“We suffer with basic dairy and fruit and vegetables. It is the way farming has sadly gone.
“But things are getting better. Ten years ago we didn’t really have all these farmers’ markets, but their growth has encouraged a lot of new producers to come on the scene
“One exciting area is the number of micro-breweries and distilleries that have launched. We have taken on lots of new producers and we are steadily growing the markets.”
Lorna’s passion for good food goes back to her childhood and watching her mum, Sheila Beswick, cooking and working in the garden. Now Sheila, 65, Lorna’s stepdad Tim Beswick, 68, and younger brother Dan Jackson, 36, help run Real Meals.
Lorna’s partner Craig Hannaway, 45, can often be found working behind the cheese counter, which stocks around 60 varieties, two thirds of which are British with a third of those coming from the North East and Yorkshire.
Even Éirinn and Florence help out, especially on market days where they often team up with the children of the stall-holders to run their own charity-inspired cake and biscuit stalls or take part in cookery demonstrations.
It wasn’t until Lorna studied ecology at university and went on to work as a farm manager in White Waltham near Maidenhead, Berkshire, that her love of good quality, home-produced food and drink really came to the fore, however.
“It is the whole philosophy about being more efficient on the food front, how that food is produced and cutting back on the air miles that I’m really interested in,” she explains.
“I like my chicken to be free range and my beef to have been reared outside. I believe the quality comes across in the taste.”
Her return to her native North East saw her teaming up with her family at Real Meals, which opened 16 years ago and stocks everything from cheeses and cold meats to speciality breads, wet fish, biscuits, jams and preserves, with an emphasis on supporting local producers.
That’s not to say everything has a North East bias. The delicatessen has become renowned for its South African foods catering to a sizeable ex-pat community who have made their home in the region.
“I’m not really sure why there are so many South Africans up here,” Lorna says. “It’s probably something to do with our mining tradition and possibly the nearby Boulby potash mine.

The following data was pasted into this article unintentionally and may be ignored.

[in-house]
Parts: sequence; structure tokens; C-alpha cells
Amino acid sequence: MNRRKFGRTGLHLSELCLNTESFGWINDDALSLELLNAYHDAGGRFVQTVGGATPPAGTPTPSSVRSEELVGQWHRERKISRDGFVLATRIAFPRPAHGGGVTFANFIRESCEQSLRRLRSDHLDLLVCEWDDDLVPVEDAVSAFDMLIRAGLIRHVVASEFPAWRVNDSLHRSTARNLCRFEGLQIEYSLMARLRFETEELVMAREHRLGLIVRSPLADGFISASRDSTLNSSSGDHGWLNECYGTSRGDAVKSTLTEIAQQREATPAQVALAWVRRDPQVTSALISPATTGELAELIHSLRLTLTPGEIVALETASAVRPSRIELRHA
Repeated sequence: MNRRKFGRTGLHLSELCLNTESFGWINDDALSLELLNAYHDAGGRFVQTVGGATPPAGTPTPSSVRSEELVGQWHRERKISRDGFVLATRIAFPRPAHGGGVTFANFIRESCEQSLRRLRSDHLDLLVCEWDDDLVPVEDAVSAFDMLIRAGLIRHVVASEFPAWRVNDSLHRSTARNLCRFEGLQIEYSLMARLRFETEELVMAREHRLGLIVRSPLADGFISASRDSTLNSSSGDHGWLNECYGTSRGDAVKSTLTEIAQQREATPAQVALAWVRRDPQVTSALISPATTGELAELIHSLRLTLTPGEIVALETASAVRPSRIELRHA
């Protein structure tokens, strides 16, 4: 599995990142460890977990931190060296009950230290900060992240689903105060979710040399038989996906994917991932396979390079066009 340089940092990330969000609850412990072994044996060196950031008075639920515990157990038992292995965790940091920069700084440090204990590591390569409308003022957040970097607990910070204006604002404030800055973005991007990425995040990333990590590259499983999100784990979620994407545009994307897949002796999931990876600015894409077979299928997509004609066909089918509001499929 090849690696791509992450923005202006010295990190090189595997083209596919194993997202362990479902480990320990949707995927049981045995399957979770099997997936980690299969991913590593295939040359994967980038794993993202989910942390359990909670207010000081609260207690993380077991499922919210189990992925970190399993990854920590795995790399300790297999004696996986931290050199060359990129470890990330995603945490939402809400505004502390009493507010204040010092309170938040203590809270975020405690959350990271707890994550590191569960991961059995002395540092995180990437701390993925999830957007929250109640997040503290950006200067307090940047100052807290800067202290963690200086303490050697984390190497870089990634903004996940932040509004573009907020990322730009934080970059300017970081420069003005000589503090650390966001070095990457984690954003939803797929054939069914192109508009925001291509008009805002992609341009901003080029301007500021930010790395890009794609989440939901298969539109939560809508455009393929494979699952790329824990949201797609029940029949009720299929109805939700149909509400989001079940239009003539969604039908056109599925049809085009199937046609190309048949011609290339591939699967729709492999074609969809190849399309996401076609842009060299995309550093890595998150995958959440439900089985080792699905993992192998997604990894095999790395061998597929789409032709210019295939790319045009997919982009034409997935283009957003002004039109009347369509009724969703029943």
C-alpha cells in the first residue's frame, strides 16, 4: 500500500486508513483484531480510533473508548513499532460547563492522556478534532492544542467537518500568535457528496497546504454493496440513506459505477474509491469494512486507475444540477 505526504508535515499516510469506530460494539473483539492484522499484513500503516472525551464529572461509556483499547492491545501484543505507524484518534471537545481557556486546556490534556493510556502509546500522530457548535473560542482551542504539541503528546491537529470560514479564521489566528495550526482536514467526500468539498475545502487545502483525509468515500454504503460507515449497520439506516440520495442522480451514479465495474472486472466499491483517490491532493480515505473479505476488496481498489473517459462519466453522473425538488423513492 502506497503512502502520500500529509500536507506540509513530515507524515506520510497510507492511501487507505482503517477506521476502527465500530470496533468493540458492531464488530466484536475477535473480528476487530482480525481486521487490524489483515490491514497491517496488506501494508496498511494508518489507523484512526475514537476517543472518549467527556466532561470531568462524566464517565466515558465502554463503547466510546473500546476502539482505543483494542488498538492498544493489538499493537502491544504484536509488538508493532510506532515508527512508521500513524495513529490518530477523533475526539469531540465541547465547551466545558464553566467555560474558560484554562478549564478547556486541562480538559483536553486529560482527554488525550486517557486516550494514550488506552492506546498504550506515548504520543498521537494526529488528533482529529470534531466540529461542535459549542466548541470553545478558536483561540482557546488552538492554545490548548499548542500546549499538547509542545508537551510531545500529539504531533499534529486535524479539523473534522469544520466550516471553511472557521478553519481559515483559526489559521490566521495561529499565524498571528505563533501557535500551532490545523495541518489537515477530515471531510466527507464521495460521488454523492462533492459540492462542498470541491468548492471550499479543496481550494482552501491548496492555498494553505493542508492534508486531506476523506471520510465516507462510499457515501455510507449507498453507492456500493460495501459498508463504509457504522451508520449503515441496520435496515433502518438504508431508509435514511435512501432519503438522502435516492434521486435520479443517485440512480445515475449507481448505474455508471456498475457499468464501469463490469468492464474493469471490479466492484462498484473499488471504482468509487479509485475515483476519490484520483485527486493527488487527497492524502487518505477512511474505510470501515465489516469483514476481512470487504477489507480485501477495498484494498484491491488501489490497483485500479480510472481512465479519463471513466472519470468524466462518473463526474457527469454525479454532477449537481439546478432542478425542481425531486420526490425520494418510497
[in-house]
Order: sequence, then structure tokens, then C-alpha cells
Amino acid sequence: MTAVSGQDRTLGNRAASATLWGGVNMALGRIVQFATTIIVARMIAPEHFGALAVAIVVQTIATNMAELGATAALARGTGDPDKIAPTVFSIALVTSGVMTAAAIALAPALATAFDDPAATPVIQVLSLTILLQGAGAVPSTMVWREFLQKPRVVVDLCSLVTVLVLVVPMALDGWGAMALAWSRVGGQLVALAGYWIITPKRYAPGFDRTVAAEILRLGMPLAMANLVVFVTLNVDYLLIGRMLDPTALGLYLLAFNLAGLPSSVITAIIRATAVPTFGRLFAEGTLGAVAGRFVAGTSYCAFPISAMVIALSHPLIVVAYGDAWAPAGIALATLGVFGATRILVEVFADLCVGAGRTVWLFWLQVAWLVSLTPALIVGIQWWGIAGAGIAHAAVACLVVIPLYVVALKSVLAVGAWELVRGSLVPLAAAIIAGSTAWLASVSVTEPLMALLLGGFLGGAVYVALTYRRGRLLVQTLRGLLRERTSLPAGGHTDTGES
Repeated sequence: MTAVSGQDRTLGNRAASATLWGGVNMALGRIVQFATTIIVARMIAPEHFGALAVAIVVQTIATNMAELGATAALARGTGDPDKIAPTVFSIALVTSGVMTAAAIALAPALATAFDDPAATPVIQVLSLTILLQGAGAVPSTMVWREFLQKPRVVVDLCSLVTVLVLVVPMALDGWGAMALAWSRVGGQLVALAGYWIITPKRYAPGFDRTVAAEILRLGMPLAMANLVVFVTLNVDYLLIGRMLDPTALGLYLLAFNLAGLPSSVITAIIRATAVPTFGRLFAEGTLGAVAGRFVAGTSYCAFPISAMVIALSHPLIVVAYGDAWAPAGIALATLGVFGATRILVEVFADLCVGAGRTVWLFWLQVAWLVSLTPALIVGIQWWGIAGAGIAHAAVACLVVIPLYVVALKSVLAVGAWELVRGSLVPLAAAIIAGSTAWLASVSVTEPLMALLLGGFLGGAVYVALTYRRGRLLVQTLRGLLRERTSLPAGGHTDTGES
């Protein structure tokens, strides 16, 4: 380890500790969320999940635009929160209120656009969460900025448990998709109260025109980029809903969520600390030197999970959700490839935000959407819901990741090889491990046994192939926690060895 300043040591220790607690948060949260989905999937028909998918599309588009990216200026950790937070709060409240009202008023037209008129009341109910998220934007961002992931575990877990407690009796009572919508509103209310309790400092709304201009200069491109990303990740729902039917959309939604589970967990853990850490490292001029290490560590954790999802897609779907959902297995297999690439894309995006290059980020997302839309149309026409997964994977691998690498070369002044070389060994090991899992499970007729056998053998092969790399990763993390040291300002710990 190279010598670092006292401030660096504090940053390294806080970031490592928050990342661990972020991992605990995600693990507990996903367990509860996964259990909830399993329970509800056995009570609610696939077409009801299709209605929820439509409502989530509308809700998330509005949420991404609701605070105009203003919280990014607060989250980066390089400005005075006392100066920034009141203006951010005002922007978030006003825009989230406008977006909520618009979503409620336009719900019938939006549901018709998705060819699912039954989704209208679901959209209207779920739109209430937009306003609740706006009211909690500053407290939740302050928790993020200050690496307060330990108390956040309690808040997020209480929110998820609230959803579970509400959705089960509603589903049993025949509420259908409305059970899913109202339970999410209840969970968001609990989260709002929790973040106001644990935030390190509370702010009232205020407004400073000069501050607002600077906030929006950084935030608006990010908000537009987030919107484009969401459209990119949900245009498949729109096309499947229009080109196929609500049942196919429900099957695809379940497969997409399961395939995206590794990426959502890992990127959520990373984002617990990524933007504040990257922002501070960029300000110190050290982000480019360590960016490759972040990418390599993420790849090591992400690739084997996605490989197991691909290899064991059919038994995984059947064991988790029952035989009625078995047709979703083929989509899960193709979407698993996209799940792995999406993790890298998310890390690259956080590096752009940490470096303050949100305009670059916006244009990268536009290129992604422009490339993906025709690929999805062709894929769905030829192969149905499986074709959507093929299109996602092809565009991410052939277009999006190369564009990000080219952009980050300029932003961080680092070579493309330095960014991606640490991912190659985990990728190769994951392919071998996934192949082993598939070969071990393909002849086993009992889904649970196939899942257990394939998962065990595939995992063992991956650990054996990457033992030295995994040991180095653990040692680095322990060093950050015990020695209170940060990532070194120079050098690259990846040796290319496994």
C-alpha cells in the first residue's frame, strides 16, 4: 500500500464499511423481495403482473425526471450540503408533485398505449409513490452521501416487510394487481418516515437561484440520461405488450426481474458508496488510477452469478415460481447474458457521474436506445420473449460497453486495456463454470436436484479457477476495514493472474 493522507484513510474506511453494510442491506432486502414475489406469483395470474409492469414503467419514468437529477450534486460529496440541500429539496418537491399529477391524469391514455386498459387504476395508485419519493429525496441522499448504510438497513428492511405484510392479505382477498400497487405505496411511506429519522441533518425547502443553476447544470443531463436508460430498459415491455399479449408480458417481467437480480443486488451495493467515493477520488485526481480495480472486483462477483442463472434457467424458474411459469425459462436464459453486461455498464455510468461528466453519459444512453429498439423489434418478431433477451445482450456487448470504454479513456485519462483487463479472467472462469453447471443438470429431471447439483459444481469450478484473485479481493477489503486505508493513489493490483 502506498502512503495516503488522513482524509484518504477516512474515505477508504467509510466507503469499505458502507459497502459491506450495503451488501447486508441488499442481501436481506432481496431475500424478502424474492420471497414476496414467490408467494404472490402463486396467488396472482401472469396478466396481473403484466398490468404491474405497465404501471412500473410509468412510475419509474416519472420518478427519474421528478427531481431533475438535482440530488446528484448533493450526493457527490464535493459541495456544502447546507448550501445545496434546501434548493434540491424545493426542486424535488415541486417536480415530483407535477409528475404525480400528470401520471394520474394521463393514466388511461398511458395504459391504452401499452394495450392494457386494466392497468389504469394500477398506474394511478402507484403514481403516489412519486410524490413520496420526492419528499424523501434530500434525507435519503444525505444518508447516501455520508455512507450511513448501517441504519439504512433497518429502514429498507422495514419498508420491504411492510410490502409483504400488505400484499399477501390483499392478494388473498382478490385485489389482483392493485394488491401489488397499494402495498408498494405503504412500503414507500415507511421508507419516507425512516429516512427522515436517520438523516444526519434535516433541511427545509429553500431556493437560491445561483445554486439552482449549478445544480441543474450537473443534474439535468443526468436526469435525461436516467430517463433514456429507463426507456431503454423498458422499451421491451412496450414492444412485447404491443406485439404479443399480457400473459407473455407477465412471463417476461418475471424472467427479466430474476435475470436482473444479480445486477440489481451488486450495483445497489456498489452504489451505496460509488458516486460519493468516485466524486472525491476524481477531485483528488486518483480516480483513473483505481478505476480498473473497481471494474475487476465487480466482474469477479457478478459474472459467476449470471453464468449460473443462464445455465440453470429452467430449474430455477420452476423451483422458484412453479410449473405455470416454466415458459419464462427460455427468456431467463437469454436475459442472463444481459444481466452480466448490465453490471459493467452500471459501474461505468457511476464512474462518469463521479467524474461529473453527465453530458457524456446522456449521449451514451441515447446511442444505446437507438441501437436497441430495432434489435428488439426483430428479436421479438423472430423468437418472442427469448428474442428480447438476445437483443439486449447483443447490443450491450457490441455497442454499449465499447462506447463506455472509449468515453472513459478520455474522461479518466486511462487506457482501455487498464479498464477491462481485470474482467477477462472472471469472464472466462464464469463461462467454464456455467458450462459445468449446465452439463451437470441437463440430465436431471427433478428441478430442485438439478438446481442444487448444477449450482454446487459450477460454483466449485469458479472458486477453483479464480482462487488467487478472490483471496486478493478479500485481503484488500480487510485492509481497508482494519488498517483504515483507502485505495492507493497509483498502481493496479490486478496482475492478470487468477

“We have built up a good reputation for our South African foods with people coming from across the North East to stock up on things like biltong (dried, cured meat) and cereals.
“We also sell Mrs Ball’s Chutney, a sweet and spicy South African sauce which was a favourite of Nelson Mandela.
“We’re now getting two deliveries a week from South Africa. It’s not local but it’s serving our community, in the same way that the markets are.”
Stockton Farmers’ Market is celebrating its fifth birthday with a new home on the town’s revamped High Street. It was Stockton Council that invited Lorna to launch a farmers’ market in the Teesside town.
“It’s very exciting. We have taken on new producers and Stockton has developed into a very nice town. I love the fact it still has all the quirky back alleys.
“The new High Street is looking great but, more than that, people make places and there’s a real sense of positivity around the town that I find inspiring.
“I find something new every time I visit Stockton. There’s a whole bundle of small new independent shops, cafes and micro pubs that have emerged over the last couple of years – both on the High Street itself and up and down the surrounding alleys and yards.”
Stockton is not a carbon copy of the Saltburn market. “Both are very different,” Lorna says. “Saltburn can’t really grow any more, but Stockton has moved locations three times and each time we’ve increased its size and brought on new producers.
“Anyone coming to both of them would notice a difference. You won’t necessarily find the same stalls and both have their own unique atmosphere.”
It’s all a big commitment for Lorna, but one she finds gratifying.
“I love running both the markets and the deli. We wanted to encourage people to get an appetite for good food – and we have.”
And as she says, that’s something both she and the people of Saltburn and Stockton can be justifiably proud of.
Saltburn Farmers’ Market takes place between 9am and 3pm on the second Saturday of each month, and is based just outside the town’s railway station. For further information and updates see Saltburn Farmers’ Market on Facebook.
Stockton Farmers’ Market takes place on the last Saturday of the month, except August and December, on the High Street near the Town Hall clock and water feature, between 9am and 2pm. Once again, check Facebook.
- Saltburn Food Festival will take place on August 2.